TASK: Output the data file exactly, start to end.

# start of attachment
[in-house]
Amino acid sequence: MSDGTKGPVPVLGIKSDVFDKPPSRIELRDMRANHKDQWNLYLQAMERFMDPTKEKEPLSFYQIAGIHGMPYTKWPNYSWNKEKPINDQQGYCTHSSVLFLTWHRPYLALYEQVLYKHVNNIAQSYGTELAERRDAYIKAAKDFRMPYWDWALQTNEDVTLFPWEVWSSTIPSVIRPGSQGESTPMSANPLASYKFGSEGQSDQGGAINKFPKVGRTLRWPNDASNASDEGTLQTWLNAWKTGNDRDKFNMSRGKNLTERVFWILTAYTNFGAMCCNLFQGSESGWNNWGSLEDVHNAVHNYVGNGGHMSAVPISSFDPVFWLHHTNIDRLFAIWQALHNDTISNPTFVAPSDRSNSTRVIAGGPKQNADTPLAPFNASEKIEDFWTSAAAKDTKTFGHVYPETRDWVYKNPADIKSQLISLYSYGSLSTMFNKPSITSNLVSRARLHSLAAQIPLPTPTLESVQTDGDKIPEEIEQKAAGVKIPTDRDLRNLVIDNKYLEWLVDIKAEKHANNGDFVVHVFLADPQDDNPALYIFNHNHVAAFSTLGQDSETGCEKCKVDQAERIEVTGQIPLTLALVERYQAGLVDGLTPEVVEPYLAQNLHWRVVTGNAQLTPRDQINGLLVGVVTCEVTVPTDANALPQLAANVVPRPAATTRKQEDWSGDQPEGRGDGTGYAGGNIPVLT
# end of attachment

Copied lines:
[in-house]
Amino acid sequence: MSDGTKGPVPVLGIKSDVFDKPPSRIELRDMRANHKDQWNLYLQAMERFMDPTKEKEPLSFYQIAGIHGMPYTKWPNYSWNKEKPINDQQGYCTHSSVLFLTWHRPYLALYEQVLYKHVNNIAQSYGTELAERRDAYIKAAKDFRMPYWDWALQTNEDVTLFPWEVWSSTIPSVIRPGSQGESTPMSANPLASYKFGSEGQSDQGGAINKFPKVGRTLRWPNDASNASDEGTLQTWLNAWKTGNDRDKFNMSRGKNLTERVFWILTAYTNFGAMCCNLFQGSESGWNNWGSLEDVHNAVHNYVGNGGHMSAVPISSFDPVFWLHHTNIDRLFAIWQALHNDTISNPTFVAPSDRSNSTRVIAGGPKQNADTPLAPFNASEKIEDFWTSAAAKDTKTFGHVYPETRDWVYKNPADIKSQLISLYSYGSLSTMFNKPSITSNLVSRARLHSLAAQIPLPTPTLESVQTDGDKIPEEIEQKAAGVKIPTDRDLRNLVIDNKYLEWLVDIKAEKHANNGDFVVHVFLADPQDDNPALYIFNHNHVAAFSTLGQDSETGCEKCKVDQAERIEVTGQIPLTLALVERYQAGLVDGLTPEVVEPYLAQNLHWRVVTGNAQLTPRDQINGLLVGVVTCEVTVPTDANALPQLAANVVPRPAATTRKQEDWSGDQPEGRGDGTGYAGGNIPVLT